There’s simply no way you can be prepared for everything.

A few weeks ago, I decided to take the Betty Jane II out for a spin. Before hitting the trail, I did my regular due diligence. I checked the oil, transmission fluid and coolant levels in my Yanmar and cranked ‘er up. Then I switched on all my electronics, both topside and below, and briefly eyeballed the water sliding past Betty’s hulllside to gauge the tide. And then, with mounting excitement (still crazy after all these years, I’m afraid), I exercised all my steering and engine controls to make sure they were fully operational.

Be Prepared Art

Probably, I did a few other things, too, but you get the idea. Over the years, I’ve come to understand that there’s a certain undercurrent of unpredictability to boating, despite all the fun and serenity it affords. And since unpredictability tends to manifest without warning, it’s always good to be prepared. You know, by dealing with all the things that can possibly go wrong before they actually haul off and do so.

What a morning it was—sunny, smooth, gorgeous! After I’d tossed off Betty’s lines and eased her out of her slip, I kicked back at the upper helm station and began hatching a plan. Maybe a trip upriver to Doctor’s Lake would be nice. Or a jaunt downriver to the port to watch the harbor pilots work. The possibilities were numerous and alluring.

But then—yikes! Just as I began turning from the fairway into the main channel, Betty’s steering wheel lost traction. Although I spun the darn thing around and around, the rudder seemed to have no effect—we just kept going straight. I throttled back, pulled the gear shift into neutral and made an enthusiastic descent to the lower helm station. Would the steering wheel work there? Nope!

“This,” I immediately opined to myself, “ain’t good.” Betty’s a single-engine inboard vessel, after all, and without an operational rudder she tends to morph into a rather large, heavy projectile.

To make matters worse, the tide was authoritative. It was now carrying Betty back toward the row of slips I’d just departed, where the prows of neighboring vessels lay arrayed like ducks in a shooting gallery. Visions of crunched fiberglass began flashing. A lump bubbled up in my throat.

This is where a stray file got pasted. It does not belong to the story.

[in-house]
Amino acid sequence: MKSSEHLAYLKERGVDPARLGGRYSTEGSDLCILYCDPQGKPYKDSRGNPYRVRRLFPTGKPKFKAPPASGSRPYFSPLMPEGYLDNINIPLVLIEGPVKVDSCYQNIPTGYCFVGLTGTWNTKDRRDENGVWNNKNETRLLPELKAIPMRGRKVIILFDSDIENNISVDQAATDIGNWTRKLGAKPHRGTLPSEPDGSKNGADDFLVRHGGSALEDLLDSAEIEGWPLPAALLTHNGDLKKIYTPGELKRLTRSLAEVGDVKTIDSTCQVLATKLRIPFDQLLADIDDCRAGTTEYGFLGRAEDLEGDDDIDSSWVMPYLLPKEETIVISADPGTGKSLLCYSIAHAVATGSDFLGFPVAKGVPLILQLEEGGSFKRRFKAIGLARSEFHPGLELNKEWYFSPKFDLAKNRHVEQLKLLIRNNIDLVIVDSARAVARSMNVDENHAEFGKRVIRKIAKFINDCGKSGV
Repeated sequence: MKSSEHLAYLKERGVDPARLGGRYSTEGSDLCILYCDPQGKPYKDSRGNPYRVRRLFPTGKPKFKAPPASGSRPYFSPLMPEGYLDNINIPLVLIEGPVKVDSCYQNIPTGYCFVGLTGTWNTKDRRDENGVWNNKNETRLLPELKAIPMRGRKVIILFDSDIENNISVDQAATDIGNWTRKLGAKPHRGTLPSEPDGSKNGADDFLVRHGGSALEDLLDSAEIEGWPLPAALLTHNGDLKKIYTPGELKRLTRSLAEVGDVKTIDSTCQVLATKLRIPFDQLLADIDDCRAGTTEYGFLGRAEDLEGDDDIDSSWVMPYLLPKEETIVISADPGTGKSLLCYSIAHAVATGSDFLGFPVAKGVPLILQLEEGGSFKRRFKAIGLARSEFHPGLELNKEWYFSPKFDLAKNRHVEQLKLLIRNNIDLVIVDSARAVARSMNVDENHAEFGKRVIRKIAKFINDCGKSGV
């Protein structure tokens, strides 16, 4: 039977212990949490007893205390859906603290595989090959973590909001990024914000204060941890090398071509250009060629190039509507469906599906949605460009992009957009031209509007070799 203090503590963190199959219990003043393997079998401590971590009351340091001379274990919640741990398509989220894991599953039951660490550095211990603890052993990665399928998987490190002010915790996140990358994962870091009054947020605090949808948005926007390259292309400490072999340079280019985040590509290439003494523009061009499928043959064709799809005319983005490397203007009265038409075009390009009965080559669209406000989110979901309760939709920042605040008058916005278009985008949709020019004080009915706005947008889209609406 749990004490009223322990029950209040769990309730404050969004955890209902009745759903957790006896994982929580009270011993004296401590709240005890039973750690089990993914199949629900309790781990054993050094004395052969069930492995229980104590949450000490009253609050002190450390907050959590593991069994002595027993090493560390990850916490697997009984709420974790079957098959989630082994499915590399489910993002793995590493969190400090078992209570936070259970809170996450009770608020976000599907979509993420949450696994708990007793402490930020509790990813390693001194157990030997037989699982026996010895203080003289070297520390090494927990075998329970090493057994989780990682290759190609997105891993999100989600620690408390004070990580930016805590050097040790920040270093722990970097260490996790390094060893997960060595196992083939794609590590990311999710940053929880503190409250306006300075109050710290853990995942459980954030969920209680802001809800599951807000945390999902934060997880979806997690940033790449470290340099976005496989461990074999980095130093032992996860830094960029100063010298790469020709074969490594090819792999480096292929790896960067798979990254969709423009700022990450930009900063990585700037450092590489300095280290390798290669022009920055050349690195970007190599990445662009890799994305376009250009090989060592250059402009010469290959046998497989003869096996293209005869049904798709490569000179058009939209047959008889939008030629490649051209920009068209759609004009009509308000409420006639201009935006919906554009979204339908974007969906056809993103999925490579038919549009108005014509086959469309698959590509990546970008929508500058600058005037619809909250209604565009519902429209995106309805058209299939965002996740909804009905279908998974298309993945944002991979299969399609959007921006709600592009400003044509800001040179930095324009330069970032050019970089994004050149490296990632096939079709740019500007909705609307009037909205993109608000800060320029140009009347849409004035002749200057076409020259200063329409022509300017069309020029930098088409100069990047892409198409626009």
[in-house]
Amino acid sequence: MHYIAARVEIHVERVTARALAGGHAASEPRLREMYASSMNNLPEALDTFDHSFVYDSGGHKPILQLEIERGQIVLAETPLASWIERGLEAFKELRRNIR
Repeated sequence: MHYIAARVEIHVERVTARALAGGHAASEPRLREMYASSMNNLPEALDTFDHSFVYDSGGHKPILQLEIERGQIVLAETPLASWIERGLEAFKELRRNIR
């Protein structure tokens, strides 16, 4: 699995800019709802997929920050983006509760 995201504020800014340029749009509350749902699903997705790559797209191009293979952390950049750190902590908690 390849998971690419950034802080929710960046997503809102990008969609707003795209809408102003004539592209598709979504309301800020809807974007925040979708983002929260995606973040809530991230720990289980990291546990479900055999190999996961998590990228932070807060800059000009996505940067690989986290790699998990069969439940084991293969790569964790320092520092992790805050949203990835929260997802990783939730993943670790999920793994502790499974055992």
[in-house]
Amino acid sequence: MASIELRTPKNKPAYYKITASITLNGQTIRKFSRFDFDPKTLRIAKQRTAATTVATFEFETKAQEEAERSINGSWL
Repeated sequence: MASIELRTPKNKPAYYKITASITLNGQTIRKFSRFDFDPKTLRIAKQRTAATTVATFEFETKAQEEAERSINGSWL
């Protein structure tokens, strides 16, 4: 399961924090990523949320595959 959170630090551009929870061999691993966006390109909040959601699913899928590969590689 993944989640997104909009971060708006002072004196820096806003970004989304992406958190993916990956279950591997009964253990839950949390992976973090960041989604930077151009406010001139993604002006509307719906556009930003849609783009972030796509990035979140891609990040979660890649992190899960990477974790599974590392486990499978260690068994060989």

Which brings me to the point I’d like to make about the preparedness theme I began with. Oh, I know. I know. Any number of authorities on boating safety will tell you that you have to do all kinds of stuff to prepare for any and all contingencies, whether they arise on the mechanical front, the electrical front, the navigational front or whatever. But let’s get real here.

Boating, like many another sporty activity, is at bottom a risky business. On any given day, there’s absolutely no way anybody, however careful, talented, earnest or prescient, can be totally prepared for everything.

But here’s the upbeat part. The riskiness, I think, is actually a good thing, primarily because it almost always involves challenge. And challenge, although it often feels a tad uncomfortable, is what puts the fizz in life, the salt in the chowder. Indeed, if taking Betty out for a ride didn’t occasionally engender a challenge or two, I’m afraid my life-long love affair with boats and boating would simply fade away without a sniffle.

Did I just mention feeling a tad uncomfortable? Well, just prior to going down for the third time in a sweaty sea of desperation (glub, glub, glub), I discovered that, by putting a near-infinite number of turns on Betty’s wheel, I could move her rudder slightly and thereby produce a faint change in direction. So, although the docking extravaganza that ensued came closer to an athletic event than a maneuvering exercise, I ultimately machinated Betty back into her slip without a scratch. And oh, the cause of the steering casualty? A bad hydraulic cylinder.

This article originally appeared in the September 2019 issue of Power & Motoryacht magazine.

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